Bushy-tailed jird (Sekeetamys calurus)

GenusSekeetamys (1)
SizeHead-body length: 10 - 12.5 cm (2)
Tail length: 6 - 11 cm (2)
Average weight: 77.3 g (3)

Classified as Least Concern (LC) on the IUCN Red List (1).

The timid bushy-tailed jird is a small, gerbil-like mammal with a slender body, large eyes and, as the common name suggests, a thick and fluffy covering of fine hairs on the tail. The bushy tail is the most striking feature, having greyish or black fur along most of its length, except for the white tip (2) (4). The body of the bushy-tailed jird is brownish-yellow and speckled with black on the upperparts, paler on the flanks, and white on the underside (4). With its slender limbs and long hind feet (4), the bushy-tailed jird is a proficient, agile climber in its rocky habitat (2).

The bushy-tailed jird is distributed on the highlands surrounding the Red Sea, in north-eastern Sudan, eastern Egypt, including the southern coast of the Sinai Peninsula, southern Israel, southern Jordan, and western Saudi Arabia (1) (5).

The bushy-tailed jird inhabits rocky, hot, arid deserts where it rests during the day in a burrow under large rocks or a den amongst boulders (1) (4). It is able to tolerate extreme temperatures, such as in Sinai, where mountain-dwelling populations can experience snow during the winter and soaring temperatures during the summer (3) (6).

The bushy-tailed jird is well adapted to survive and reproduce in its harsh, desert environment where food and water availability are quite unpredictable. Its diet mainly consists of spiders and insects, such as beetles and crickets, but it will also eat seeds and vegetation (7). It is able to extract water from plant material, which enables it to survive periods of drought (3). It also conserves this precious water by producing dry faeces and small amounts of concentrated urine (8). Water loss is further minimized by being nocturnal, therefore avoiding the heat of the day (3). When there is an abundance of food after the wet season, the bushy-tailed jird stores most of the food it eats as fat, in preparation for entering hibernation (8).

Although there are no records of this species’ reproductive biology in the wild (9), in captivity, female bushy-tailed jirds have been known to give birth throughout the year, to litters containing a maximum of six young. A captive individual lived five years and five months (2).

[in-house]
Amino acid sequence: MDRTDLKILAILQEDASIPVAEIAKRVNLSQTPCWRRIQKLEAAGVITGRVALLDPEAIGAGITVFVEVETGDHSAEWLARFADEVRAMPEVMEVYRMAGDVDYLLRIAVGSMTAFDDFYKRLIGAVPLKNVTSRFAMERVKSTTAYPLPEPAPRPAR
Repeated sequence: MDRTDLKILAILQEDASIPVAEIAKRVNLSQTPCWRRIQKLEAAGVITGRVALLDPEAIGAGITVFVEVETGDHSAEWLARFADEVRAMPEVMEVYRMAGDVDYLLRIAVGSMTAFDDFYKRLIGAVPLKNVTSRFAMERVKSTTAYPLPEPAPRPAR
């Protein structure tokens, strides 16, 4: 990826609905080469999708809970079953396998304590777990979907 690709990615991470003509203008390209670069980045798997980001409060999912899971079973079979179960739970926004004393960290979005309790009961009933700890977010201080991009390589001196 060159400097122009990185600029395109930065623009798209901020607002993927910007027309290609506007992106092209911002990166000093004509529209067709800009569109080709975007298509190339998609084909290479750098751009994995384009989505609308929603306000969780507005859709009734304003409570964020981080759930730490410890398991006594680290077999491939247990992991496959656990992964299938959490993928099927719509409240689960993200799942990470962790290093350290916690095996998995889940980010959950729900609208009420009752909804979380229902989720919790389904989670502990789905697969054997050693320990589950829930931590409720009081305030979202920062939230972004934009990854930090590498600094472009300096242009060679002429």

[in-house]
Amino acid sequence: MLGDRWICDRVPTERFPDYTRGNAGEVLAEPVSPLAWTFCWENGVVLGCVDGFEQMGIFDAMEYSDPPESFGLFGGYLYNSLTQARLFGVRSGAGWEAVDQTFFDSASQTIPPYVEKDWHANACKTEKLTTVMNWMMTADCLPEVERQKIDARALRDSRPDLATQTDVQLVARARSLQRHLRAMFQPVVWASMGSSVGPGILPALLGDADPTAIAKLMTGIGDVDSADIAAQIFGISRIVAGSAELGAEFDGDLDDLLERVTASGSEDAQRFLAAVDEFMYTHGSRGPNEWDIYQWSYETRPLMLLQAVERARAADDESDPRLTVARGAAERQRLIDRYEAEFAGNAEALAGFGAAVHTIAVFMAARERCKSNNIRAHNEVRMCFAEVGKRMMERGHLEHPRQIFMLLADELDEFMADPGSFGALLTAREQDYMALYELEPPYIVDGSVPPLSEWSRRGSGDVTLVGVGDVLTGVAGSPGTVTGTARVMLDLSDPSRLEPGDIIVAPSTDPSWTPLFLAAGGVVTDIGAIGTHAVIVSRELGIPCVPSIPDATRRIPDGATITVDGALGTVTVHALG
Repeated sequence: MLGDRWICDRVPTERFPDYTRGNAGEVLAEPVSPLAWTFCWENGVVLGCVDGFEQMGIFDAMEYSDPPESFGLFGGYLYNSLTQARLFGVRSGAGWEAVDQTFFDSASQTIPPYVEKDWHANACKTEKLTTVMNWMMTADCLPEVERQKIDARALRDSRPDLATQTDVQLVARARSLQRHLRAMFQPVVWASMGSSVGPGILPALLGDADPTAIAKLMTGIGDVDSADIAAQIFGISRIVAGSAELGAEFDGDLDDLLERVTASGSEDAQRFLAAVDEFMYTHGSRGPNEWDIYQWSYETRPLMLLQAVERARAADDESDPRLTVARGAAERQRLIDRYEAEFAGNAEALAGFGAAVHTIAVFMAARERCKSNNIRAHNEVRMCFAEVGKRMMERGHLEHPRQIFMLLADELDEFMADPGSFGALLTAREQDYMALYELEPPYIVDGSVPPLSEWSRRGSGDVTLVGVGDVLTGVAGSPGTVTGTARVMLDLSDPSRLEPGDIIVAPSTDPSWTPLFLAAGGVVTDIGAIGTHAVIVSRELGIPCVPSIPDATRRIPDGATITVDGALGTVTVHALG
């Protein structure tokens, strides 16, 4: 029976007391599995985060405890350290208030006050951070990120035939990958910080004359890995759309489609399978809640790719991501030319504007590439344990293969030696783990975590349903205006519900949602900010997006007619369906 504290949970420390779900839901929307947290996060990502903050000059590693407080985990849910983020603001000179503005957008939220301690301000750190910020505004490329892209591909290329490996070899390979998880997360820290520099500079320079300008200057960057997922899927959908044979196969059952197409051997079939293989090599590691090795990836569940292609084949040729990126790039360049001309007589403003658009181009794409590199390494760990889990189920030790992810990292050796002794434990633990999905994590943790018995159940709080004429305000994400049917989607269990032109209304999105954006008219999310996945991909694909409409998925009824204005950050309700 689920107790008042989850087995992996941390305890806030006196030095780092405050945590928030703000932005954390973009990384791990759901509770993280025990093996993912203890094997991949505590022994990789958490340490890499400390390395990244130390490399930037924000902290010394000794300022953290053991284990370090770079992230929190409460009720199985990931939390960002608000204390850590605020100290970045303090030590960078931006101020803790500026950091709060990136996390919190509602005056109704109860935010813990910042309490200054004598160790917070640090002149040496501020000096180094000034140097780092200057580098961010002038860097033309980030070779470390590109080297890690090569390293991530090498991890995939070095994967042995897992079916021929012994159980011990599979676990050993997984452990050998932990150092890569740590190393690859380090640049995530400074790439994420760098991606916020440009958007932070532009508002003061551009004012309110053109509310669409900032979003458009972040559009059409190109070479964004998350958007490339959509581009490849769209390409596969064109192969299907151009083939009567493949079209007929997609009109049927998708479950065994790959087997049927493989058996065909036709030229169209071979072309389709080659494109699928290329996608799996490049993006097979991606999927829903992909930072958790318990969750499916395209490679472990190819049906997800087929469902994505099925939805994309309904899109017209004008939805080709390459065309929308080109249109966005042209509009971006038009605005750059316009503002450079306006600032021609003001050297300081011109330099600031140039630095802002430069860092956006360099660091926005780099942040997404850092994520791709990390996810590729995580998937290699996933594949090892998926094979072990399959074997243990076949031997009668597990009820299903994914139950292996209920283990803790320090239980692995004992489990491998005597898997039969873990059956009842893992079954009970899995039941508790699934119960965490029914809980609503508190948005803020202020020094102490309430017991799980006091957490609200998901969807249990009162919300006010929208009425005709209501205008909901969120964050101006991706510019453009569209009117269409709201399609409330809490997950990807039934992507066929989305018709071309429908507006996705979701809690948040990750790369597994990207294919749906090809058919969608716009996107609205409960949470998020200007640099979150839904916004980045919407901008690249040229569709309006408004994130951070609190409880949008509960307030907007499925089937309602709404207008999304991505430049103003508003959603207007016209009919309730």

Although a naturally rare species, there are not known to be any major threats to the bushy-tailed jird at present (1).

There are no known specific conservation measures currently in place for the bushy-tailed jird (1). It has been recommended that further research into this species’ distribution, ecology and reproduction should be undertaken (1), which would help inform any conservation measures that may be needed in the future.

Checked (24/08/10) by Dr Francis Gilbert, Associate Professor, University of Nottingham.

  1. IUCN Red List (March, 2010)
  2. Nowak, R.M. (1999) Walker’s Mammals of the World. The John Hopkins University Press, Baltimore, Maryland.
  3. Haim, A. (1996) Food and energy intake, non-shivering thermogenesis and daily rhythm of body temperature in the bushy-tailed gerbil Sekeetamys calurus: the role of photoperiod manipulations. Journal of Thermoregulatory Biology, 21: 37-42.
  4. Hoath, R. (2009) A Field Guide to the Mammals of Egypt. The American University in Cairo Press, Cairo. 
  5. Harrison, D.L. and Bates, P.J.J. (1991) The Mammals of Arabia. Harrison Zoological Museum Publication, Kent.
  6. Haim, A. and Izhaki, I. (1995) Comparative physiology of thermoregulation in rodents: adaptations to arid and mesic environments. Journal of Arid Environments, 31: 431-440.
  7. Mares, M.A. (1999) Encyclopedia of Deserts. Oklahoma Museum of Natural History, Norman.
  8. Palgi, N. and Haim, A. (2003) Thermoregulatory and osmoregulatory responses to dehydration in the bushy-tailed gerbil Sekeetamys calurus. Journal of Arid Environments, 55: 727-736.
  9. Qumsiyeh, M.B. (1996) Mammals of the Holy Land. Texas Tech University Press, Texas.